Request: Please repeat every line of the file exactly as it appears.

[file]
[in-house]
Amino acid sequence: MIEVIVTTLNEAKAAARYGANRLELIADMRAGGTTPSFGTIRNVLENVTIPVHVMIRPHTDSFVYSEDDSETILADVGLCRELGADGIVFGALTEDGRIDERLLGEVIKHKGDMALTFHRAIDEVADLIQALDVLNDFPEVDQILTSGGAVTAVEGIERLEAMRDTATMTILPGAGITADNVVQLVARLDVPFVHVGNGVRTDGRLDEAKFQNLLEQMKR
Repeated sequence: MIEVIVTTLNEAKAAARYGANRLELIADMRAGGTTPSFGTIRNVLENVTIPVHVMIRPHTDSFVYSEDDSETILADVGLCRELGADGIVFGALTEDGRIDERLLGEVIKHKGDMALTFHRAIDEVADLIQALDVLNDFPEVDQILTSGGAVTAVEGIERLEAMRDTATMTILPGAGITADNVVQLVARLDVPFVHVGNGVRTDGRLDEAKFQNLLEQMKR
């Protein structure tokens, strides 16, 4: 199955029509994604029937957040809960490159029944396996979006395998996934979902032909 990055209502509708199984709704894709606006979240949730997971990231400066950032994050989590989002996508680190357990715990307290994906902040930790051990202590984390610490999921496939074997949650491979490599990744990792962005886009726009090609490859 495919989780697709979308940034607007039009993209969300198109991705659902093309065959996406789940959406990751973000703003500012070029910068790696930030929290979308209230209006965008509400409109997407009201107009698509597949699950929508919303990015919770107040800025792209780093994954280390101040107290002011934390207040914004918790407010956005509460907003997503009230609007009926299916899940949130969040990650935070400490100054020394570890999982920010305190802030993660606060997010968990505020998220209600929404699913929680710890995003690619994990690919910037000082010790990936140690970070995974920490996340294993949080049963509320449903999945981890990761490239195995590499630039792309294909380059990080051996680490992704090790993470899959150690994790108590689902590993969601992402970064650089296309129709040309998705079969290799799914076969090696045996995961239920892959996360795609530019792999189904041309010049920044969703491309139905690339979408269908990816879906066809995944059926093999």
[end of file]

[in-house]
Amino acid sequence: MIEVIVTTLNEAKAAARYGANRLELIADMRAGGTTPSFGTIRNVLENVTIPVHVMIRPHTDSFVYSEDDSETILADVGLCRELGADGIVFGALTEDGRIDERLLGEVIKHKGDMALTFHRAIDEVADLIQALDVLNDFPEVDQILTSGGAVTAVEGIERLEAMRDTATMTILPGAGITADNVVQLVARLDVPFVHVGNGVRTDGRLDEAKFQNLLEQMKR
Repeated sequence: MIEVIVTTLNEAKAAARYGANRLELIADMRAGGTTPSFGTIRNVLENVTIPVHVMIRPHTDSFVYSEDDSETILADVGLCRELGADGIVFGALTEDGRIDERLLGEVIKHKGDMALTFHRAIDEVADLIQALDVLNDFPEVDQILTSGGAVTAVEGIERLEAMRDTATMTILPGAGITADNVVQLVARLDVPFVHVGNGVRTDGRLDEAKFQNLLEQMKR
């Protein structure tokens, strides 16, 4: 199955029509994604029937957040809960490159029944396996979006395998996934979902032909 990055209502509708199984709704894709606006979240949730997971990231400066950032994050989590989002996508680190357990715990307290994906902040930790051990202590984390610490999921496939074997949650491979490599990744990792962005886009726009090609490859 495919989780697709979308940034607007039009993209969300198109991705659902093309065959996406789940959406990751973000703003500012070029910068790696930030929290979308209230209006965008509400409109997407009201107009698509597949699950929508919303990015919770107040800025792209780093994954280390101040107290002011934390207040914004918790407010956005509460907003997503009230609007009926299916899940949130969040990650935070400490100054020394570890999982920010305190802030993660606060997010968990505020998220209600929404699913929680710890995003690619994990690919910037000082010790990936140690970070995974920490996340294993949080049963509320449903999945981890990761490239195995590499630039792309294909380059990080051996680490992704090790993470899959150690994790108590689902590993969601992402970064650089296309129709040309998705079969290799799914076969090696045996995961239920892959996360795609530019792999189904041309010049920044969703491309139905690339979408269908990816879906066809995944059926093999």